Conflicting messages coming out of Westminster on the likely direction of Brexit have pushed sterling to its longest period of volatility since the 2016 referendum vote – and the third-longest such period in the past 10 years.
Sterling’s value in intraday trading exceeded 1 per cent each day between 13 and 22 October, averaging 1.6 per cent for most of this period – almost double its historical average.
Every time the markets detect signs of future stability, such as the government’s deal being agreed with the European Union, sterling rises sharply. Whenever there is a signal of continued delay or disruption, the currency falls.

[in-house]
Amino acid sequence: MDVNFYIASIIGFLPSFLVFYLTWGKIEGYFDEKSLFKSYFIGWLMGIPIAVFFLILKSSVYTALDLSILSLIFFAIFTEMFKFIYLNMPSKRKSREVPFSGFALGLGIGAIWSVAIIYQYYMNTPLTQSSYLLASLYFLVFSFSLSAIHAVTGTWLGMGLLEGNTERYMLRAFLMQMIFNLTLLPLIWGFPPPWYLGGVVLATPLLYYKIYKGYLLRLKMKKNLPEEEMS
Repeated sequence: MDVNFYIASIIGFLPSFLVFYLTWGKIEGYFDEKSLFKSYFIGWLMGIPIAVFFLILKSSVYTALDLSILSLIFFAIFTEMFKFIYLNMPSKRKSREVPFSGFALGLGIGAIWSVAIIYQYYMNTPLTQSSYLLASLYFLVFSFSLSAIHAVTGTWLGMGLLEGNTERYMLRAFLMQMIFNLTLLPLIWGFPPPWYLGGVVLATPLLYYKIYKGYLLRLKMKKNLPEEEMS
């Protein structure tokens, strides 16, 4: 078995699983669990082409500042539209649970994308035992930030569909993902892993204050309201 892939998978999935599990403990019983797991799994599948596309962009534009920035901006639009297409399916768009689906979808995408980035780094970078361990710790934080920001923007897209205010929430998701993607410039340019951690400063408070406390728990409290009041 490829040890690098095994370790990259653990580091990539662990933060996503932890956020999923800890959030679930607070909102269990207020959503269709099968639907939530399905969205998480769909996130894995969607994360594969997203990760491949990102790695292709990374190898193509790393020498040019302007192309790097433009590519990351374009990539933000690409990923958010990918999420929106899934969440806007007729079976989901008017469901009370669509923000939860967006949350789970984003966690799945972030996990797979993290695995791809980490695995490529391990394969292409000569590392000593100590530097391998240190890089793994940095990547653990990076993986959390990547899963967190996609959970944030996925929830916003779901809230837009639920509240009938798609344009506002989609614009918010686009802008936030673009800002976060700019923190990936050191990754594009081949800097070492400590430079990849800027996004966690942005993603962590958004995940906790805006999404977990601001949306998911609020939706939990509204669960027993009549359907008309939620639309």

Sterling is especially sensitive to the prospect of a ‘no deal’ Brexit. When this appears more likely, sterling falls. When parliament seeks to rule it out, the currency rises.
So predicting the future path of sterling is complicated by these competing narratives: the markets seem to favour the stability of a Brexit deal, but not at any price. Whereas a UK general election may help to resolve Brexit-related anxieties, the markets view this as causing further uncertainty, depressing sterling.
Although the pound has moved higher in recent months, exceeding its 200-day moving average on 15 October, as a deal with the EU emerged, more investors are now ‘shorting’ the currency – i.e. betting that it will fall in the coming weeks and months.
‘If there’s no deal on 31st October, which seems very unlikely now the UK has asked the EU to delay Brexit, we suspect the pound would fall to $1.15 [from its current level of $1.29],’ said Paul Davies at Capital Economics.
Given the UK parliament’s record over the past three and a half years, wise investors will err on the side of caution and not expect a rapid or dramatic breakthrough anytime soon.